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Re: How to change modified cf files to postconf commands

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  • Robert Moskowitz
    ... For the past 3 years I have been running with a setup based on:
    Message 1 of 15 , Dec 13, 2012
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      On 12/13/2012 05:47 PM, Noel Jones wrote:
      > On 12/13/2012 4:17 PM, Robert Moskowitz wrote:
      >> In the totorial:
      >>
      >> http://www.campworld.net/thewiki/pmwiki.php/LinuxServersCentOS/Cent6VirtMailServer
      >>
      >>
      >> There are modified postfix .cf files. I don't want to just use a
      >> modified postfix file, I want to user postconf to do the
      >> modifications. And I am not experienced using things like diff to
      >> work out what changes were made from the base install files.
      >>
      >> Can anyone lend some expertise in identifying the mods so I can work
      >> this up as postconf commands?
      > Why? If you're just going to paste in changes it doesn't matter too
      > much if you paste in a pre-made .cf file or if you run a bunch of
      > postconf commands.

      For the past 3 years I have been running with a setup based on:

      http://www.howtoforge.com/virtual-users-and-domains-with-postfix-courier-mysql-and-squirrelmail-fedora-14-x86_64

      Here the postfix changes are done via postconf, so I CAN tell what
      changes are made and understand what is going on.

      >
      > Better to learn why each line is there, and why. And most
      > important, if *you* need it.

      Kind of my point. What changes is the author of the tutorial really
      making so I can understand why.

      >
      > http://www.postfix.org/documentation.html
      > http://www.postfix.org/STANDARD_CONFIGURATION_README.html
      > http://www.postfix.org/VIRTUAL_README.html
      >
      > main.cf parameters and their defaults are documented here:
      > http://www.postfix.org/postconf.5.html
      > Generally, only parameters that differ from their default should be
      > included in your main.cf.

      Again, what I want to get to. Understand what changes the author made
      to the defaults. Looks like I will first have to learn how to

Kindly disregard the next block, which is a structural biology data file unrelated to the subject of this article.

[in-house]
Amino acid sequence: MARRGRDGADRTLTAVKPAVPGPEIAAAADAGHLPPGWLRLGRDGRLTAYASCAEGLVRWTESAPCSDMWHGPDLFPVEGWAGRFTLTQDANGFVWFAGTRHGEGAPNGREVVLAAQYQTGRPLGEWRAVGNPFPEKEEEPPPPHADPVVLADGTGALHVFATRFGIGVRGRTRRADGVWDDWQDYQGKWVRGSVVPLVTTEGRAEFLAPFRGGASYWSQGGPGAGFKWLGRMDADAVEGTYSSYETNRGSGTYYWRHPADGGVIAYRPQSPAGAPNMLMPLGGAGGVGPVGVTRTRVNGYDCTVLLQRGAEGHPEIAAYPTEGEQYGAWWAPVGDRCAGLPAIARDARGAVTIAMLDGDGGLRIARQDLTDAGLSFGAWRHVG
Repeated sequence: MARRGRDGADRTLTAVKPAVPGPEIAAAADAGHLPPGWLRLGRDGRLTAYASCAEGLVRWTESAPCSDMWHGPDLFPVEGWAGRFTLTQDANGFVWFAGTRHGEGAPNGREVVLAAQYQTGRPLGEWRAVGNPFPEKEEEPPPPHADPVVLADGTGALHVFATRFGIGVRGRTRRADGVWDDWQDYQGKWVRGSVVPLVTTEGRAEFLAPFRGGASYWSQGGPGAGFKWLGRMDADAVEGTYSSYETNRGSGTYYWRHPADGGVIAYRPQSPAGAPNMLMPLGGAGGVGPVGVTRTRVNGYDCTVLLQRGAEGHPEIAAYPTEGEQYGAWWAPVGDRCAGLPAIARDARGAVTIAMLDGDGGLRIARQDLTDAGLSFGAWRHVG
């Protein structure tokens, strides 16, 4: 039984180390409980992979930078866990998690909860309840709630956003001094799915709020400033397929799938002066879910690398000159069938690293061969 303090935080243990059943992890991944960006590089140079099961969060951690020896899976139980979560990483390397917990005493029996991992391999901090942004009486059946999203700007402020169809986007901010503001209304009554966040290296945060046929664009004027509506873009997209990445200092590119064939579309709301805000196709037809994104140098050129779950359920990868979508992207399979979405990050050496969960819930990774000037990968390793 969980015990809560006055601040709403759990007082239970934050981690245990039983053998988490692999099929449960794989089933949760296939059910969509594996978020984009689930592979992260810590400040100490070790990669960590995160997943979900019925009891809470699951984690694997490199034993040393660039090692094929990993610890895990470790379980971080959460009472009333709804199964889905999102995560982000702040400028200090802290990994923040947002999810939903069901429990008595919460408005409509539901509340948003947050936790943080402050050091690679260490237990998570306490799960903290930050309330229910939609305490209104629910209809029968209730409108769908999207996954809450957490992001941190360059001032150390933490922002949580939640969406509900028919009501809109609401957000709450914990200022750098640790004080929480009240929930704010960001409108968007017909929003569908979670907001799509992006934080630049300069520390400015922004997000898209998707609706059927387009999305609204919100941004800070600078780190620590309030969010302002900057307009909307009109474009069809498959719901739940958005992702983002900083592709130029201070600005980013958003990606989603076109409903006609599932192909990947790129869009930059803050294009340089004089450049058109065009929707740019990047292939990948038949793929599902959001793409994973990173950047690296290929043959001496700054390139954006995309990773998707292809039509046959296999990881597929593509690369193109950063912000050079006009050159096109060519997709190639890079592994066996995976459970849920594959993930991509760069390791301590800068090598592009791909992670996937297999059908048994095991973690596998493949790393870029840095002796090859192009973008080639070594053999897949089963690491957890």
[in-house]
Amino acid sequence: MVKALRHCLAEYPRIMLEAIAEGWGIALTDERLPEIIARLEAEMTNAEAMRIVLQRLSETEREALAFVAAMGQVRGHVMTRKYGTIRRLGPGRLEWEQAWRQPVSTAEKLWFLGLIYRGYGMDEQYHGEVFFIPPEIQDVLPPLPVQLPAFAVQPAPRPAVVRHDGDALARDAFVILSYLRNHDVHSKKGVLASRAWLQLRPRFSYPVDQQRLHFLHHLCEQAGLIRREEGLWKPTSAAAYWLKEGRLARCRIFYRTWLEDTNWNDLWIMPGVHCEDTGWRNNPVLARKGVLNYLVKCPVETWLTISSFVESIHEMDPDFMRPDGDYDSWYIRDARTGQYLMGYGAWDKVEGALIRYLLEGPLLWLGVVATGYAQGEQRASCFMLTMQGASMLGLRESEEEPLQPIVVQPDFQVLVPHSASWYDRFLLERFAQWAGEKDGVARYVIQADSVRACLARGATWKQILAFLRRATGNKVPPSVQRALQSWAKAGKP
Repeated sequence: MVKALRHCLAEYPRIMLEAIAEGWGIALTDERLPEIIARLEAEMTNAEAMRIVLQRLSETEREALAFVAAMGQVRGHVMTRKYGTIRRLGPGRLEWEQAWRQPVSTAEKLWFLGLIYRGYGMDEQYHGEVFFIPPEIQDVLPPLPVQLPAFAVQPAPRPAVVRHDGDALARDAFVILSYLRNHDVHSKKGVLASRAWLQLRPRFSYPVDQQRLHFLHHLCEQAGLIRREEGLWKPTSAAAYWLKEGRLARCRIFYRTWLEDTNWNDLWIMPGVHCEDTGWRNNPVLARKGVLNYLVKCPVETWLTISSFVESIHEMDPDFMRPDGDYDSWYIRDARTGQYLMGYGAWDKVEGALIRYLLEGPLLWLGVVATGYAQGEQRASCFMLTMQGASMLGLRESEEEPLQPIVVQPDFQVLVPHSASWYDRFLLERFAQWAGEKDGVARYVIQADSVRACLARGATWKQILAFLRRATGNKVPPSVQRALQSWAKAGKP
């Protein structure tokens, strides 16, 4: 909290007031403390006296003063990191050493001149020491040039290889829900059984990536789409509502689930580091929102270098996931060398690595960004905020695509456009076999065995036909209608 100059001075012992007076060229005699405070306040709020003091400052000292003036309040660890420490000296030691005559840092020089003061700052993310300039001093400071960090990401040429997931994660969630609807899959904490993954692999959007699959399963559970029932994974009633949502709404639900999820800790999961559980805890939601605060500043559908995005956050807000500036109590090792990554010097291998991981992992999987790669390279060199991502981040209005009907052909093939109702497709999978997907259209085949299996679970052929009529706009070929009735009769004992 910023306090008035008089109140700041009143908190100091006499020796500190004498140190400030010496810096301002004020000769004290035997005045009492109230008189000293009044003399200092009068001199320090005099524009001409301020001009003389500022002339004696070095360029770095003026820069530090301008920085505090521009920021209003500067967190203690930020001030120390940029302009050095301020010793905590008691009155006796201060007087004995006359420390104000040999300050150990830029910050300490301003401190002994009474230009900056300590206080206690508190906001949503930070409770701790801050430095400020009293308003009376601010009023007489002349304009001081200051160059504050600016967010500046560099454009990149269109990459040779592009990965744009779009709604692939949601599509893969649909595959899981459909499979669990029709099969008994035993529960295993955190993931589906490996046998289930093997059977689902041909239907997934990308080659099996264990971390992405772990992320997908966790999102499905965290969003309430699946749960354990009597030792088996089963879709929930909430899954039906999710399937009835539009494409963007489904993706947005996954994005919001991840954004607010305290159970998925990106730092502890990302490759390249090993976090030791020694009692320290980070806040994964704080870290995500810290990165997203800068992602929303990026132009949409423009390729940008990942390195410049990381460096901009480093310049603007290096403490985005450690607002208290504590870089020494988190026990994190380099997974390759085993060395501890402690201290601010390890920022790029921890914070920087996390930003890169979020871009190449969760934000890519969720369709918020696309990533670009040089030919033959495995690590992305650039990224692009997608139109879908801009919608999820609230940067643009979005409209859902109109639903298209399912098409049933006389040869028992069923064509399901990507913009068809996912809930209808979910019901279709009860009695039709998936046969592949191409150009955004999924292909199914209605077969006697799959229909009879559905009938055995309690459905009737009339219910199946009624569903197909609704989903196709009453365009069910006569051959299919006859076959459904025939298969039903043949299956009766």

understand the output of diff.
    • mouss
      ... # postconf -d shows default settings (builtin defaults). # postconf -n shows local settings. that said, some local settings may use the same value as
      Message 2 of 15 , Dec 14, 2012
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        Le 14/12/2012 01:55, Robert Moskowitz a écrit :
        >
        > On 12/13/2012 05:47 PM, Noel Jones wrote:
        >> On 12/13/2012 4:17 PM, Robert Moskowitz wrote:
        >>> In the totorial:
        >>>
        >>> http://www.campworld.net/thewiki/pmwiki.php/LinuxServersCentOS/Cent6VirtMailServer
        >>>
        >>>
        >>>
        >>> There are modified postfix .cf files. I don't want to just use a
        >>> modified postfix file, I want to user postconf to do the
        >>> modifications. And I am not experienced using things like diff to
        >>> work out what changes were made from the base install files.
        >>>
        >>> Can anyone lend some expertise in identifying the mods so I can work
        >>> this up as postconf commands?
        >> Why? If you're just going to paste in changes it doesn't matter too
        >> much if you paste in a pre-made .cf file or if you run a bunch of
        >> postconf commands.
        >
        > For the past 3 years I have been running with a setup based on:
        >
        > http://www.howtoforge.com/virtual-users-and-domains-with-postfix-courier-mysql-and-squirrelmail-fedora-14-x86_64
        >
        >
        > Here the postfix changes are done via postconf, so I CAN tell what
        > changes are made and understand what is going on.
        >

        # postconf -d
        shows default settings (builtin defaults).
        # postconf -n
        shows "local" settings.

        that said, some "local" settings may use the same value as the default
        config, which is mostly useless. on the url you posted, an example is
        inet_interfaces = all, since this is the default:
        # postconf -d inet_interfaces
        inet_interfaces = all

        so the setting is useless and can be removed from main.cf. same for
        mydestination, alias_maps...


        You can chase these with something like:

        # postconf -n | while read parameter equal value; do
        default_value=`postconf -d $parameter 2>&1`;
        if [ "$value" = "$default_value" ]; then
        echo "NOTICE: Useless setting: $parameter = $value";
        fi;
        done

        Such settings can be removed from main.cf.

        (the "2>&1" will avoid "false positives" when a parameter is "unknown"
        to 'postconf -d'...).



        >>
        >> Better to learn why each line is there, and why. And most
        >> important, if *you* need it.
        >
        > Kind of my point. What changes is the author of the tutorial really
        > making so I can understand why.
        >
        >>
        >> http://www.postfix.org/documentation.html
        >> http://www.postfix.org/STANDARD_CONFIGURATION_README.html
        >> http://www.postfix.org/VIRTUAL_README.html
        >>
        >> main.cf parameters and their defaults are documented here:
        >> http://www.postfix.org/postconf.5.html
        >> Generally, only parameters that differ from their default should be
        >> included in your main.cf.
        >